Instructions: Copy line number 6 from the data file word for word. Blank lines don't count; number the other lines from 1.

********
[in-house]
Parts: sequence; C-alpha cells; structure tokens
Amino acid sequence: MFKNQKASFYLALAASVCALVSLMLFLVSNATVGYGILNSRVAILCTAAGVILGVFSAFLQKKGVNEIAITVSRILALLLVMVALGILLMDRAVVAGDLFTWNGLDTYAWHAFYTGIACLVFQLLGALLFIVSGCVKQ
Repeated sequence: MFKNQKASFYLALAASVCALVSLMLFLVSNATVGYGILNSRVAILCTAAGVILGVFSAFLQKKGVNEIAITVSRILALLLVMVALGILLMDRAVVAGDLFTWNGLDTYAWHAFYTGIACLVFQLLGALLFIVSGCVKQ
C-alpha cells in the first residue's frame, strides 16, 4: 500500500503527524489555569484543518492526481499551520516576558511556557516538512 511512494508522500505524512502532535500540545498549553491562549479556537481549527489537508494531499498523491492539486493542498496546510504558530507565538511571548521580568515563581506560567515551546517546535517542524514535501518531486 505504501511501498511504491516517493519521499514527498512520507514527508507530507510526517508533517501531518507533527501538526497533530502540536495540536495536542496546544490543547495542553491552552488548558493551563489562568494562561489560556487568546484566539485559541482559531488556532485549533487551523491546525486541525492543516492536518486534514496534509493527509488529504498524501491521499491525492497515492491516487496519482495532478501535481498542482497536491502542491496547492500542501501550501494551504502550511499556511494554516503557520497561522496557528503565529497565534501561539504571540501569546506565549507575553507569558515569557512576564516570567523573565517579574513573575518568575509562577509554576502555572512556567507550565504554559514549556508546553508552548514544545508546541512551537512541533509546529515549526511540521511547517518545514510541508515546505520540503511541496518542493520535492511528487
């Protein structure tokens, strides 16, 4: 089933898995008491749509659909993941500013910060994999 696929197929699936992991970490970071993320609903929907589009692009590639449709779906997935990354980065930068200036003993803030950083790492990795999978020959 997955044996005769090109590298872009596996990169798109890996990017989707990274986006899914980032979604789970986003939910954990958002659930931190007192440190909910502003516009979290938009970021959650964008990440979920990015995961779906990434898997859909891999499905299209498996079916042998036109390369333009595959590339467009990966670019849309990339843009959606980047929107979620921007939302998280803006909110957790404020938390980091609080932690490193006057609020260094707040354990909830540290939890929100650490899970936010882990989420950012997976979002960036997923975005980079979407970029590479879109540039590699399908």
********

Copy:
């Protein structure tokens, strides 16, 4: 089933898995008491749509659909993941500013910060994999 696929197929699936992991970490970071993320609903929907589009692009590639449709779906997935990354980065930068200036003993803030950083790492990795999978020959 997955044996005769090109590298872009596996990169798109890996990017989707990274986006899914980032979604789970986003939910954990958002659930931190007192440190909910502003516009979290938009970021959650964008990440979920990015995961779906990434898997859909891999499905299209498996079916042998036109390369333009595959590339467009990966670019849309990339843009959606980047929107979620921007939302998280803006909110957790404020938390980091609080932690490193006057609020260094707040354990909830540290939890929100650490899970936010882990989420950012997976979002960036997923975005980079979407970029590479879109540039590699399908």